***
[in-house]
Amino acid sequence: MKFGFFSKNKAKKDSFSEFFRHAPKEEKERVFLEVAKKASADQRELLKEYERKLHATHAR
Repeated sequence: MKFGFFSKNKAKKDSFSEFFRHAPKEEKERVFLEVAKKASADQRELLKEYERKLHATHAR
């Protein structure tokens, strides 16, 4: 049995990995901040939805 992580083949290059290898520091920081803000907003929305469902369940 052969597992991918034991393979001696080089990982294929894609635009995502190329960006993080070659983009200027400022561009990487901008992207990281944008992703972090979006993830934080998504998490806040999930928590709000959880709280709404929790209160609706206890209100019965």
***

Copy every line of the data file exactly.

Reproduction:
[in-house]
Amino acid sequence: MKFGFFSKNKAKKDSFSEFFRHAPKEEKERVFLEVAKKASADQRELLKEYERKLHATHAR
Repeated sequence: MKFGFFSKNKAKKDSFSEFFRHAPKEEKERVFLEVAKKASADQRELLKEYERKLHATHAR
């Protein structure tokens, strides 16, 4: 049995990995901040939805 992580083949290059290898520091920081803000907003929305469902369940 052969597992991918034991393979001696080089990982294929894609635009995502190329960006993080070659983009200027400022561009990487901008992207990281944008992703972090979006993830934080998504998490806040999930928590709000959880709280709404929790209160609706206890209100019965």